September/October 2015 Issue
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Magic IS for Everyone
This article was written by Donald Michael Kraig
posted under Magick
“Magick is for all.”
Aleister Crowley wrote this at the beginning of his text, Magick in Theory and Practice. He went on to say that magick is for bankers, boxers, biologists, poets, grocers, women working in factories, mathematicians, stenographers, golfers, wives, “and all the rest.” In short, Crowley was trying to make very clear that magick, indeed, is something that should be practiced by everyone.
Most people, when they think of magick (the “k” is added to indicate the difference between real magic and sleight-of-hand conjurors), imagine something from I Dream of Jeanie, Charmed, or the Harry Potter books. But is that what magick is really about? Crowley continues, writing that the purpose of magick is to allow everyone to “fulfill themselves perfectly, each in his or her own proper function.” This is certainly different from comic books and movies.
So what exactly is magick? Crowley defines it, in the same book, as “the Science and Art of causing Change to occur in conformity with Will.” In my book, Modern Magick, I extend this by saying that for this change to be magick as most people understand it, that change must be created by means not commonly understood to Western science.
Some of you reading this may be interested in astrology or palmistry, spirituality or the Tarot, and don’t want to have anything to do with magick. “Ewww. That’s all that stuff with wands and robes and pacts with demons.” Or perhaps you have mental images of naked Witches in their rites.
So how does this balance out with the idea of magick being for all? For me, images of dockworkers in robes or dancing around fires seem rather incongruous, not to mention humorous. Imagining some people who are quite conservative in all their views, including religious ones, having an underground grotto for rituals is not only bizarre, but virtually unthinkable.
So how can magick be for all?
The key to this, I think, is to look again at the definition of magick.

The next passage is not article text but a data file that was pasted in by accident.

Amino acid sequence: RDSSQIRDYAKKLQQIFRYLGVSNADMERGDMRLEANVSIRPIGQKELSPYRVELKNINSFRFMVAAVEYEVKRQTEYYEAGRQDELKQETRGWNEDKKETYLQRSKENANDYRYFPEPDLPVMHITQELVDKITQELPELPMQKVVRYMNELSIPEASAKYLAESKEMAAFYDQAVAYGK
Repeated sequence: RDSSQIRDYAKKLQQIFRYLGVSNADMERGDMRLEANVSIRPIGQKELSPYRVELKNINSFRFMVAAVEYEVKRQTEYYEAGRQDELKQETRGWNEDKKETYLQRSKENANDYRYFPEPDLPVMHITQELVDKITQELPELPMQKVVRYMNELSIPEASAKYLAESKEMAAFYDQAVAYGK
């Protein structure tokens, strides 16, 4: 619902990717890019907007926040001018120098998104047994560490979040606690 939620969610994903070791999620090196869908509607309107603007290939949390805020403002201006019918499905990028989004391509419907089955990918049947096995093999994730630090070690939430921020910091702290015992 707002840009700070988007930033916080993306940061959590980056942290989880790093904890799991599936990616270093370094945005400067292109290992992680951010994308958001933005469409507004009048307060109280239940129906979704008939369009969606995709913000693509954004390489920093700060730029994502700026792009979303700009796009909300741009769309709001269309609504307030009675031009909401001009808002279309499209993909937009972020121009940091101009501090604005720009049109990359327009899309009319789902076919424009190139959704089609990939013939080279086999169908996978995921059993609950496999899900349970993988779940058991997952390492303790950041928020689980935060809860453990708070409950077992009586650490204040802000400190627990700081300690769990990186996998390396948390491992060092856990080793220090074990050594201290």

All the definition talks about is making desired changes. Crowley gives an example. He says that it is his Will to share certain information with the world. So he takes his “magical weapons” (the pen and paper) and writes “incantations” (the words of his message). He even calls on “spirits” to help him—the printers, the publishers, the booksellers, etc. The end result is that he is able to share his information. He has done magick. (Now you see why I added the additional clause to Crowley’s definition. Most people wouldn’t consider this magick, although seeing everything as magical may be a wonderful way to view the universe.)
- There is nothing about wearing robes or being naked
- There is nothing about purchasing expensive “magical weapons” or tools such as wands and cups and daggers or other paraphernalia
- There is nothing about making deals with demons or anyone (or anything!) else
Again, nothing here about wearing robes, waving wands, or performing strange rites. If these things aren’t necessary, perhaps magick is for all.
Controlling Our Lives
There are some people who are very stagnant in their lives. For them, holding onto the status quo leads to lives of sad desperation. Frequently they spend their energy fighting change and trying to keep things “the way they were” twenty, fifty, or more years ago. But nothing can stop the changes that the world and the people in it go through. That is why their fight to live in the past seems so sad to me.
Since the world is changing, does it not make sense that in our lives we should attempt to make those changes fit our needs and wants? In other words, shouldn’t we want to determine the way our personal world should be? How can we get that control? Magick, of course!